In Box COMMENTS, TIPS, AND TECHNIQUES 2

Digging Daylilies

Thank you for your introduction into another world of daylilies! After reading Betty Gatewood’s article in your May/June issue, we ordered several of the daylilies mentioned from Perennial Patch Nursery. Owner Curtis is a delight to talk with, very knowledgeable, honest, helpful, patient, and a bit overwhelmed with the response from your article! It was a pleasure to meet “Pop”—of the mom and pop operation—answering the phone, digging plants (from over 4,000 varieties), packing and shipping orders. This is one curator who really digs what he loves!

Sharon Braun

BY E-MAIL

Lavender Tips

I read with interest Karen Weir-Jimerson’s frustrations with growing lavender in the Midwest (“Close to Home,” May/June 2004). I have hit on a successful formula here in Omaha, where the weather is the same as Des Moines, and have two healthy bushes that return every year. Lavenders like lots of sun and lean, gravelly soil. They also hate moisture around their crowns. Mine are planted against the south side of the house (protected from wind), facing the driveway—very hot. I add sand to the soil, and then spread pebbles all around them and mound some around the base. Hardwood mulch traps moisture, which may rot the crown—a problem with lavender—whereas pebbles help the moisture drain away.

Melody Philips

OMAHA, NE

Crocosmia Craze

I just received my copy of the July/August 2004 issue and had to stop at the post office to marvel at the cover. Crocosmias are one of my favorite plants. I live in the Pacific Northwest and I am surprised how few nurseries or gardeners have any crocosmias, let alone the varieties in your article. A thank you to Dan Hinkley for this lovely article. Now I can order more varieties and make firm plans to visit Heronswood Nursery.

Patricia Jones

TACOMA, WA

I would like to thank you for including propagation information on your recent indepth article on crocosmias. Too often articles on individual plants do not include this good information for the advanced gardener. I hope you will continue to include propagation information with your articles.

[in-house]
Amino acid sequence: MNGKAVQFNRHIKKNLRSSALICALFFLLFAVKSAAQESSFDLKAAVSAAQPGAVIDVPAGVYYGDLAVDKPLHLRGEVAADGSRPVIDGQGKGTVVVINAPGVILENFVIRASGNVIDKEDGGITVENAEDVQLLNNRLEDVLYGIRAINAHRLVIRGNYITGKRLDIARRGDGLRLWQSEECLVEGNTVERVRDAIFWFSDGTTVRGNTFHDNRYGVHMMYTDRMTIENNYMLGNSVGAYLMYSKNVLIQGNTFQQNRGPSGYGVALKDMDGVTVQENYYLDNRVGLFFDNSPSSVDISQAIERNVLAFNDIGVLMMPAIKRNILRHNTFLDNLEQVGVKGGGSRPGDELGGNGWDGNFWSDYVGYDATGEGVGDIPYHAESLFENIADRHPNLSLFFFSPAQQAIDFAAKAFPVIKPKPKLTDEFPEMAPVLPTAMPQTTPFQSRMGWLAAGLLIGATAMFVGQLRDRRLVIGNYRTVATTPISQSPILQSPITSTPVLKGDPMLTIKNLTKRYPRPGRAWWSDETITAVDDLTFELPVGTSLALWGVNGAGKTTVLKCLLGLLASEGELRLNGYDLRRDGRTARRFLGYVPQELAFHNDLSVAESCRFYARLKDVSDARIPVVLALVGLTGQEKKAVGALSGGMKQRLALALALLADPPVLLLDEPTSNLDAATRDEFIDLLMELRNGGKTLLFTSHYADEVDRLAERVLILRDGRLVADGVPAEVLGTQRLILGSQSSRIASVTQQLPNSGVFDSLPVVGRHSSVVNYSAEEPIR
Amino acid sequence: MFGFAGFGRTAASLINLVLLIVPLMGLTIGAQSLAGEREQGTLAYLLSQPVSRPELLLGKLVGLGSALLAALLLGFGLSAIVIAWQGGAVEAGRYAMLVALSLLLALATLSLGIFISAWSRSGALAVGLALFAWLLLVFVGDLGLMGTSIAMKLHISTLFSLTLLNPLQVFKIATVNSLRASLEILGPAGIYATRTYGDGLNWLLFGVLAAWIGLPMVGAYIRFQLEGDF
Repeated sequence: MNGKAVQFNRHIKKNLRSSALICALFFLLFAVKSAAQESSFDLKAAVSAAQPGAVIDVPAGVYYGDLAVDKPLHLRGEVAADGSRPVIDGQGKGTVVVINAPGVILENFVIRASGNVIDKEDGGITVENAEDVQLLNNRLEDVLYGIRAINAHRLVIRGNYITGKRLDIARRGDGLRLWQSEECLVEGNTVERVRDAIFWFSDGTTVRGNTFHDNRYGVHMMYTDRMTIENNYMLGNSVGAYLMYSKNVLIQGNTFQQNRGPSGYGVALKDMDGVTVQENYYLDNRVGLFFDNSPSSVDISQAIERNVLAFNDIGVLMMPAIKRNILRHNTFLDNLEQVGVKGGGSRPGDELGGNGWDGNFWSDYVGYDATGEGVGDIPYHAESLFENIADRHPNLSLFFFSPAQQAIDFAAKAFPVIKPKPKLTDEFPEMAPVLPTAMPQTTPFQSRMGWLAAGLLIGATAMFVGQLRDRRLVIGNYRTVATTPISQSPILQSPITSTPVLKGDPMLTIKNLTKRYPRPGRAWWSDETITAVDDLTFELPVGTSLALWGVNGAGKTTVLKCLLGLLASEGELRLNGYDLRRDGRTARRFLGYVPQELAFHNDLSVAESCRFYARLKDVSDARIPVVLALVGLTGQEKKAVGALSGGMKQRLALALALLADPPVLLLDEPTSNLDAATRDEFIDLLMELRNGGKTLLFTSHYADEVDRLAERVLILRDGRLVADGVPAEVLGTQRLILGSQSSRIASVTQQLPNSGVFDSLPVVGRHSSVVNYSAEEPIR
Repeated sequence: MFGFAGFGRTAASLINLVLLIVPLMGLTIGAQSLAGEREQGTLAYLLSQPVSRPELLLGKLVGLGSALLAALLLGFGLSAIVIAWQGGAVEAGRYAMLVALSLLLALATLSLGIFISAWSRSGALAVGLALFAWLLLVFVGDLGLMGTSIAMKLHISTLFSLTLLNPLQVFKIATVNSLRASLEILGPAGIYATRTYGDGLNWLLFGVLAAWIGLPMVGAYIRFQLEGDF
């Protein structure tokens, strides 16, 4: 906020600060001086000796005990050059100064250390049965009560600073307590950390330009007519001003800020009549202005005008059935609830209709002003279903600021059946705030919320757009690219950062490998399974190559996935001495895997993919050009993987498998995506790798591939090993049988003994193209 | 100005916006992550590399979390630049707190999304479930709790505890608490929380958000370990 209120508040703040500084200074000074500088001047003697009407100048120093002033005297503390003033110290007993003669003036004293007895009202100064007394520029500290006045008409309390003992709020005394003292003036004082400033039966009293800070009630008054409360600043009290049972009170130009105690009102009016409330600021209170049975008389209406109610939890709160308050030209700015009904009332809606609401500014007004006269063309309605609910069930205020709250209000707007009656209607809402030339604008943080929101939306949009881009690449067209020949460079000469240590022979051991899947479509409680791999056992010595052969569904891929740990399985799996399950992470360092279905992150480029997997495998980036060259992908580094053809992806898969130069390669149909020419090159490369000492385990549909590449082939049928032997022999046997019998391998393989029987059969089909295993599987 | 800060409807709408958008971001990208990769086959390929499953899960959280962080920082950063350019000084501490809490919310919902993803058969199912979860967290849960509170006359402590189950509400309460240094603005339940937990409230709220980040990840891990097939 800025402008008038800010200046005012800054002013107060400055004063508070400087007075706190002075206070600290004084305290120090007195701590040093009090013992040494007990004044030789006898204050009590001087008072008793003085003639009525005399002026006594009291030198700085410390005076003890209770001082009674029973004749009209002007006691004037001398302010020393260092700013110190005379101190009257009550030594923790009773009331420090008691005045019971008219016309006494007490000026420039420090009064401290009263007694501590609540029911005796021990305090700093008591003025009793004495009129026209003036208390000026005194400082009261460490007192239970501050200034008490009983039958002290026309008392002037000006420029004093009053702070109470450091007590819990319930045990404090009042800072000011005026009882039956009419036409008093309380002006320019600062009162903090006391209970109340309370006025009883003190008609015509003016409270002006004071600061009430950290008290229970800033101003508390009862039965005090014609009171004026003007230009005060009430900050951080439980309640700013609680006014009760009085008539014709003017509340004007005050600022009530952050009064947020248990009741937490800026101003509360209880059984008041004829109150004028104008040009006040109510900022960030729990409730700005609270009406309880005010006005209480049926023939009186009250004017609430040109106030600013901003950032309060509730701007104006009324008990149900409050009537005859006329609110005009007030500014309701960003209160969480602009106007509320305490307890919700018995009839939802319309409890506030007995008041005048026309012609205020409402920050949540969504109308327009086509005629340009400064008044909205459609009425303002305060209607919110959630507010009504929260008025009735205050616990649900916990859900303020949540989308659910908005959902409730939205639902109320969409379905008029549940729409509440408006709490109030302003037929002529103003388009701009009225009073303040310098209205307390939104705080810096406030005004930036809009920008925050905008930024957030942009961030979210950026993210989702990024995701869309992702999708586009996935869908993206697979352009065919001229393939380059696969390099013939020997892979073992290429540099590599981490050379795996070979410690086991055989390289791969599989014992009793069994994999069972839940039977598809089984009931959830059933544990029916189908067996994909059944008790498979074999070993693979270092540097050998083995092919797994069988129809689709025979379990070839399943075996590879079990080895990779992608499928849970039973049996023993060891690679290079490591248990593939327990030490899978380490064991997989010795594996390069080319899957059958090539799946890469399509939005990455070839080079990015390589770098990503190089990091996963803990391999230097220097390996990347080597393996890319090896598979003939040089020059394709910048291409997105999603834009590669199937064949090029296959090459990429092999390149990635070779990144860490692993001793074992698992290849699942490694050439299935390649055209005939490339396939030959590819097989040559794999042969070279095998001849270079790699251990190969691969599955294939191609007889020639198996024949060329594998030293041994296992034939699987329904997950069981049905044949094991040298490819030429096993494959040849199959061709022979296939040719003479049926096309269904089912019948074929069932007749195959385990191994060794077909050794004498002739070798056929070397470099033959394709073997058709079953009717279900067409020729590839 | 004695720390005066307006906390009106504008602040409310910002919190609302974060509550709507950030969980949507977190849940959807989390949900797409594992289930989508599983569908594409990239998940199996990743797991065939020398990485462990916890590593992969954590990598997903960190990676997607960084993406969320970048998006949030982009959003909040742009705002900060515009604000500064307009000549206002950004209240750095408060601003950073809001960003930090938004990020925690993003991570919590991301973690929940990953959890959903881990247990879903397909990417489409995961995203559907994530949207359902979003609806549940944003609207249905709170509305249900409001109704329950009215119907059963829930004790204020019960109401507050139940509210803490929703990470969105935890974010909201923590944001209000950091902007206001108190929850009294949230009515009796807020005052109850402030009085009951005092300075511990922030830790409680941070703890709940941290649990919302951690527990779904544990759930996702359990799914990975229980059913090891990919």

Virginia Hopper

BRANSCOMB, CA

Hand-Me-Down Horticulture

When we moved to Virginia from British Columbia, Canada, in 1979, we were very poor and the price of a subscription to Horticulture was miles beyond our meager grasp. We would purchase from newsstands any single issues we thought to be especially pertinent to our areas of interest. Fortunately, we had an older neighbor who had collected many of the back issues of Horticulture and shared them with us. This was our introduction to American gardening, and a fortunate introduction it was. We have learned many things over the last 25 years, and quite a few of them have come from your magazine. We pass our issues to our daughter, recycling both the paper and the knowledge. Keep up the good work so our daughter can teach her children about plants and pass along the love of Horticulture (big H and little h) to her children.

Dick and Judith Knott

CLARKSVILLE, VA

Gardening Ability

I just discovered Horticulture. I am visually impaired, and the National Library Service for the Blind and Physically Handicapped has provided this magazine on tape for me. I have always been one who likes plants, and from what I have read I really enjoy this magazine. Having a disability doesn’t mean that you can’t have a nice garden. Inside my little apartment, I grow geraniums, and I’m also growing spearmint, mint, and rosemary to plant in my little garden this year. Thanks a lot for your magazine.

Scott Berry

WORLAND, WY

Whacked Out

I was interested to read John Emmanuel’s “Trimming a Deciduous Hedge” in the July/August issue of Horticulture. Further on in the issue, however, I read Karen Weir-Jimerson’s “String Trimmers and Brush Cutters” and discovered that all the manual pruning of hedges could be dispensed with. Weed-whackers in the pages of Horticulture? Everything you need to know about weed whacking is readily obtained from any of Lowe’s or Home Depot’s helpful clerks. Or simply shout your questions to your neighbors as they disturb the peace and quiet of your gardening on a Saturday afternoon. Noisy weed eaters, power edgers, Humvee-size riding lawn mowers, and earth-compacting garden tractors do not promote good horticulture, but rather undermine its enjoyment.

Tom Clark

DUVALL, WA

Backyard Big Dig

Regarding your July/August article on automated irrigation systems—my husband and I installed the system in our small yard ourselves, and we didn’t have to worry about the cost of a trench digger. We were sitting on so much rock that it wouldn’t have done us any good! We spent three weekends digging and hauling probably a ton or more of rock. We were lucky our neighbors could use it in their landscaping. But it was all worthwhile—the system works wonderfully!

Allison Dolan

BYE-MAIL

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